Earlier this year, Bruno Perreau, assistant professor of French studies, was awarded a Newton Fellowship from the British Academy, a fellowship that selects the very best international junior scholars and helps them collaborate over the long term with U.K. research institutions. Perreau became a fellow in sociology in the Faculty of Politics, Psychology, Sociology and International Studies. In addition to the initial £56,000 prize, he will receive research support for 10 years.
In November 2011, Perreau was also appointed as a research associate at Jesus College, Cambridge University. This honorific position enables him to be an occasional visiting faculty member, and a lifetime member of Jesus College. The School of Humanities, Arts, and Social Sciences (SHASS) spoke recently with Perreau about the fellowship and appointment, and the focus of his research and forthcoming book.
Q. What is the Newton Fellowship?
A. The Newton Fellowship is a new award, created in 2008, which aims at developing new relations between U.K. research institutions and international scholars. The competition is open to all fields in the physical, natural and social sciences as well as the humanities. During the last round, there were about a 1,000 applications. It is easy to understand why. Through its Newton fellowships, the British academy supports the laureates for a total of 12 years. In a context of economic crisis and short-term research projects, such support is unique.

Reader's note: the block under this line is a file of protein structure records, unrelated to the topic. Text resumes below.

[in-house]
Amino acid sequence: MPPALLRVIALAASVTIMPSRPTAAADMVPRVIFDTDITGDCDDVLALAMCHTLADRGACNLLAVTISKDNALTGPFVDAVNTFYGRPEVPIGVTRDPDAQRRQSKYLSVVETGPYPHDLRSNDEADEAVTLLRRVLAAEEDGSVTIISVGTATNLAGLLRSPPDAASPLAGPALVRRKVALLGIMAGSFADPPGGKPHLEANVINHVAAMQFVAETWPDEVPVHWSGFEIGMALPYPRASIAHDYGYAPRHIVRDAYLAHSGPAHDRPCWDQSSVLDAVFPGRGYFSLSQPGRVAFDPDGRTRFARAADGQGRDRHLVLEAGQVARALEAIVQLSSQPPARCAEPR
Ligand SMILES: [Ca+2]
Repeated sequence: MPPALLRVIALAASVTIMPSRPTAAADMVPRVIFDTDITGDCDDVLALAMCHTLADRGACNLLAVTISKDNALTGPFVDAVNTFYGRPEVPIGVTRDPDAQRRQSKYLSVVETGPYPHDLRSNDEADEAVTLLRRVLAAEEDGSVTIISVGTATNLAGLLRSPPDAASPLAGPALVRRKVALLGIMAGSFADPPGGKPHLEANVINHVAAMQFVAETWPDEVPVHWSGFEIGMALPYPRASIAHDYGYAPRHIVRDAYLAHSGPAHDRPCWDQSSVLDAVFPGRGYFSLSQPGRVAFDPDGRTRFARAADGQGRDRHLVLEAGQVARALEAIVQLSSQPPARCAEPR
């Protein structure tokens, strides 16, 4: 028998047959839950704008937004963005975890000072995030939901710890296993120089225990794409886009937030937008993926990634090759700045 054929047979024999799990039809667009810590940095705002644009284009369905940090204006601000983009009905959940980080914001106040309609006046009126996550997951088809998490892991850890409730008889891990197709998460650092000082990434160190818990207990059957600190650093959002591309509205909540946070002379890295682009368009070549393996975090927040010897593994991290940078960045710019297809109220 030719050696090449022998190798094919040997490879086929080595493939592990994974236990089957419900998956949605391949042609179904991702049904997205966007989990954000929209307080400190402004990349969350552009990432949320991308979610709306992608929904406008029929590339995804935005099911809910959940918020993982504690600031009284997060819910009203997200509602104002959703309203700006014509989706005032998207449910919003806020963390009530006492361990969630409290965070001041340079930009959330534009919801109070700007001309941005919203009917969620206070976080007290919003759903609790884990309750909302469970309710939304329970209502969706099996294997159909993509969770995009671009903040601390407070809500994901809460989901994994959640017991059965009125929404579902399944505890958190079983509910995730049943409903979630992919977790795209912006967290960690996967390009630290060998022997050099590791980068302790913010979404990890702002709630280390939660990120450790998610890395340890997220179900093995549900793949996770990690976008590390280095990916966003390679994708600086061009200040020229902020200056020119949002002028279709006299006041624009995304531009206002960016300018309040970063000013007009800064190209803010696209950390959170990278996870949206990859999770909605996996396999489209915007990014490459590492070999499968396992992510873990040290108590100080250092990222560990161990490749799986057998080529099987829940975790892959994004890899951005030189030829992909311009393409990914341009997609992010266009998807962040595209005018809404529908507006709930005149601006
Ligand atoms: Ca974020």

Q. In addition to the fellowship, you have recently been appointed as research associate at Jesus College. Why did you choose Jesus from among the colleges at Cambridge?
A. This appointment will allow me to be a fellow at a college during my leave from MIT in the fall 2012. Colleges are a key place for intellectual and social life at Cambridge. Besides, many fellows at Jesus College have expertise on gender and sexuality, legal history, political theory and French culture and history. Jesus was thus the ideal place to deepen my research on sexuality and politics in France, but also to continue SHASS tradition of interdisciplinarity. To do so, I will have the opportunity to collaborate with Professor Véronique Mottier, who has developed research on sexuality and the state in several European states and whose work echoes mine.
Q. You have recently completed a book that questions the history of adoption policies in France with a gender focus. What were the principal discoveries from your adoption policy research?
A. This book, which will be published in January 2012 by Presses universitaires de France, is titled Penser l’adoption: la gouvernance pastorale du genre. My book offers a study of parliamentary debates since 1945 in France as well as French and European case law. I also throw light on social work by developing a statistical analysis of the various types of justification deployed by agents of the Child Social Welfare agency, when surveyed on the topic of homosexual people applying for adoption.
My contention is that adoption policies evidence a pastoral power: Candidates are not evaluated for what they are but for what they should be. The state is considered as a guide for its citizens: They are accompanied in the very process of becoming good parents because the state needs them to produce young citizens who fully acknowledge its authority. I have reached a point in my research where I have to test this hypothesis in other cultures, where the relations between the state and the citizens are different. My empirical approach has also to be located in a more theoretical frame on republicanism, communitarianism and identity politics. That is why staying at Cambridge will be particularly useful.